Dreaming about a boost in your salary and career as an Engineer? Discover how to start and advance your engineering career without moving away from the work you love.

Source: Medium – You will find hundreds of articles across Medium on how to increase your salary. But most of them seem to end with “become a manager, and you increase your salary”. Yes, that’s the classic path, but for engineers passionate about tech, where should we go to increase our salary?

This article is about how I started and advanced my engineering career without moving away from the work I love. Hopefully, I can share some insights for engineers or students on how I chose to start my career and why.

To increase your salary, I would strongly recommend you to first understand what a salary actually is.

For many, the salary is putting a value on your skills. For me, salary is a percentage of the value you bring to the company you’ve chosen to spend your time with. There is an important difference. In the knowledge-based concept, you assume that more knowledge will automatically give you a bigger paycheck at the end of the month. The value-based concept, the one I strongly would suggest you invest your time in, forces you to ask yourself how much value you actually bring to the company and how you can increase that value.

Often, the two paths intersect — the more knowledge you obtain the more value you bring to the company and the larger salary you get. But it’s important that the knowledge you accumulate is the right type of knowledge: valuable to the company and applied in a valuable way.

By thinking about how you can bring more value to the company the things you need to do, and the knowledge you need to obtain become clear. Now you can increase the value you add to the company — only then can you argue for a larger salary tomorrow than you got today.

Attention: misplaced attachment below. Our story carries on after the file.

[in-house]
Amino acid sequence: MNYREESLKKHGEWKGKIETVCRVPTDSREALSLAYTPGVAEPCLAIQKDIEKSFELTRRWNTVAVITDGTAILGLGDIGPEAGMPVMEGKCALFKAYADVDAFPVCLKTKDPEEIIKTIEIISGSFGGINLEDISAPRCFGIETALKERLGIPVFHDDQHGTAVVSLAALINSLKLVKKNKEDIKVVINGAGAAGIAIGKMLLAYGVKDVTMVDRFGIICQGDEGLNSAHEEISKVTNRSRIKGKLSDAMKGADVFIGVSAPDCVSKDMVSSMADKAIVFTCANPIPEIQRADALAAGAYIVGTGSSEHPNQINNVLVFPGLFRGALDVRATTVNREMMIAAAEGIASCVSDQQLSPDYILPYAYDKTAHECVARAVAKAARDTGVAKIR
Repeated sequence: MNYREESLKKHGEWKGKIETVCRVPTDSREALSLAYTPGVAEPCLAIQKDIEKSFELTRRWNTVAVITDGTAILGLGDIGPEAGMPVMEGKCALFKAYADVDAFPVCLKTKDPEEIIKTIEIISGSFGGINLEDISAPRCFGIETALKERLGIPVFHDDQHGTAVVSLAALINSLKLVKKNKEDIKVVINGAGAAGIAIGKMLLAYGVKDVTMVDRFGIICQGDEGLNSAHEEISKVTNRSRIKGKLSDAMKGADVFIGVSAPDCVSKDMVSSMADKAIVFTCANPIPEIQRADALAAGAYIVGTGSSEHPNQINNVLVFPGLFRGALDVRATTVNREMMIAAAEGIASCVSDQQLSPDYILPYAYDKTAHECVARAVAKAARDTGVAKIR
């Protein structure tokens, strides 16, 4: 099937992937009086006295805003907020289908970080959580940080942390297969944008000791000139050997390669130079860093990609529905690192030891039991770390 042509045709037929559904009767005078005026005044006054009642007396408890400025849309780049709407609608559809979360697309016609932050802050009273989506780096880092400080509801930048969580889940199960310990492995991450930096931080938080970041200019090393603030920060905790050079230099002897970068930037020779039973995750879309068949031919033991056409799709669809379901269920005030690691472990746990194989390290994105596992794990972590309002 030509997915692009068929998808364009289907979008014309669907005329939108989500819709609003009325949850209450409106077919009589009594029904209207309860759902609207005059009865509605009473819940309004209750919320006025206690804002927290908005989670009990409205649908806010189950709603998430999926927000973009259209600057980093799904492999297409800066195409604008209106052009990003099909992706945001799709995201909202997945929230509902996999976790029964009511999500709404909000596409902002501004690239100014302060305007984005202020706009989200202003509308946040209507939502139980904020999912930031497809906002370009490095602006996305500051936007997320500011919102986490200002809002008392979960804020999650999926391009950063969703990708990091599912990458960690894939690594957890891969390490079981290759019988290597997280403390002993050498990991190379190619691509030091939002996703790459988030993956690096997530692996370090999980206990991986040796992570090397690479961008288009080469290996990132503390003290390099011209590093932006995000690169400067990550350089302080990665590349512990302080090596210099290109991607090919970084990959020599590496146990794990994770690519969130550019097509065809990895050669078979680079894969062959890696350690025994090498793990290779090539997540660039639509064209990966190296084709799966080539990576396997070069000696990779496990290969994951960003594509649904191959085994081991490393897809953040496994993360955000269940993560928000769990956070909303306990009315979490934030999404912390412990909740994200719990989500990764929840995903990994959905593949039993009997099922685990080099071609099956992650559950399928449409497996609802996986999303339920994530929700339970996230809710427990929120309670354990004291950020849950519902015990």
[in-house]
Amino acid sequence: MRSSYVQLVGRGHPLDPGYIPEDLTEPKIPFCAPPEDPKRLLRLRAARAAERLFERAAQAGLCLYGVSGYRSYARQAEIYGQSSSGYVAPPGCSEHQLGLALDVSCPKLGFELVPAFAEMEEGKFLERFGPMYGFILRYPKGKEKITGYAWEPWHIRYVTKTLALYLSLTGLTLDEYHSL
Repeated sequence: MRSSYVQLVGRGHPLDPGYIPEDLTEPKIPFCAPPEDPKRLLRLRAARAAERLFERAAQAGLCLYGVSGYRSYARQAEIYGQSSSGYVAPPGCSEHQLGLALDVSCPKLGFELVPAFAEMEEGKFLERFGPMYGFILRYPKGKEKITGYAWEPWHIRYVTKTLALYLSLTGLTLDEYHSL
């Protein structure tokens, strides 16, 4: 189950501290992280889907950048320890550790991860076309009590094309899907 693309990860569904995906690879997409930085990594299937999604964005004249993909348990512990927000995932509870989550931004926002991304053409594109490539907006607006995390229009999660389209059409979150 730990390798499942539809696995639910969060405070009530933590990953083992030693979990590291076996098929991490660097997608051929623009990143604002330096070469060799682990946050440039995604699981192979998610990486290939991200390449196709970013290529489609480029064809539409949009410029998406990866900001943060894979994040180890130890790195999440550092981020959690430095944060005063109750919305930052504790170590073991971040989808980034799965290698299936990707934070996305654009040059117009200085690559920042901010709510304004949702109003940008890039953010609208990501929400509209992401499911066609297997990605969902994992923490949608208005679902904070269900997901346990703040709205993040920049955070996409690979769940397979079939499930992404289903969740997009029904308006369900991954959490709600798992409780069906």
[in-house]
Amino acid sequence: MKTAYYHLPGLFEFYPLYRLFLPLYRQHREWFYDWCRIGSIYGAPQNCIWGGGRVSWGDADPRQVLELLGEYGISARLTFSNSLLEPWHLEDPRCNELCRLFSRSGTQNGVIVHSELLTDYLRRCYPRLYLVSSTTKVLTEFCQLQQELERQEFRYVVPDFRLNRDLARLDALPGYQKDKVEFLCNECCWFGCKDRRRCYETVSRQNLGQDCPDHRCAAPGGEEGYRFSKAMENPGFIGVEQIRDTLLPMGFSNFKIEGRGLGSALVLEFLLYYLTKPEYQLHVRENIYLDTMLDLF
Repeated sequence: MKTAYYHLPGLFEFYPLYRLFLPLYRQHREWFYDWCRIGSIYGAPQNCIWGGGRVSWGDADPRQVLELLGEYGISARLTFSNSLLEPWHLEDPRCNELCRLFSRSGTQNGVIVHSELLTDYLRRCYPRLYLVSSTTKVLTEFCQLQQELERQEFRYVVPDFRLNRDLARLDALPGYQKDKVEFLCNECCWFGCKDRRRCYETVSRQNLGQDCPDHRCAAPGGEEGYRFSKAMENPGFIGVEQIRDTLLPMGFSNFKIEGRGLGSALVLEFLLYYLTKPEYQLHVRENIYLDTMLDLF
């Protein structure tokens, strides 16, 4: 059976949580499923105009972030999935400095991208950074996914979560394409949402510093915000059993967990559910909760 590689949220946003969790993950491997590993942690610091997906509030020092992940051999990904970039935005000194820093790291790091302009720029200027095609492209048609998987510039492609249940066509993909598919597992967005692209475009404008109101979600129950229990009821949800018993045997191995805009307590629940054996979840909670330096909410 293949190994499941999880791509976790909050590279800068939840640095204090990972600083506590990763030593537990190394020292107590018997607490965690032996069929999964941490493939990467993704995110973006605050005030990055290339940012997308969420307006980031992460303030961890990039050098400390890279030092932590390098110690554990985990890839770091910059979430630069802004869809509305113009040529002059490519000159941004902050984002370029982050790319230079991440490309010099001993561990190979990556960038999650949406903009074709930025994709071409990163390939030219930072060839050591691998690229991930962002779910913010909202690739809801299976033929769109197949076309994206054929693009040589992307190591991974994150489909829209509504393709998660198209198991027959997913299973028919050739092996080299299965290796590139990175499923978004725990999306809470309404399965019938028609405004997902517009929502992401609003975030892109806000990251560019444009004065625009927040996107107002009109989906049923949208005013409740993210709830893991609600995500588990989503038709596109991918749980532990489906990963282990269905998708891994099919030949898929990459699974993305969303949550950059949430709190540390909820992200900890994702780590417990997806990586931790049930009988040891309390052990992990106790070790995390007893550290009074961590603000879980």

Early on in my career, I argued for salaries based on the way I believed I had changed and what new things I had learned. This never brought any results. But by switching tactics and starting to deliver more value to the company, I could suddenly argue about my salary in a different way. And it got results quickly.

It sounds crazy, but I would suggest you start your career being as close to useless as possible. The core is to find a place that pays you little but invests in you as a person and your knowledge. One great example is a trainee program, which most often pays badly (guess what, you’re actually not bringing a lot of value to the company yet!)

Choosing the right trainee program is another article in itself, but make sure that the pay cut actually is compensated with knowledge sharing. What courses do they provide? Will you work with senior engineers that will help you expand your knowledge? Can you try new technical solutions and fail? By entering a trainee program, you allow yourself to fail. Be sure to use that opportunity and fail hard and often. But also make sure the program is time-limited. 6–12 months should do, then it’s time to get out into the real world.

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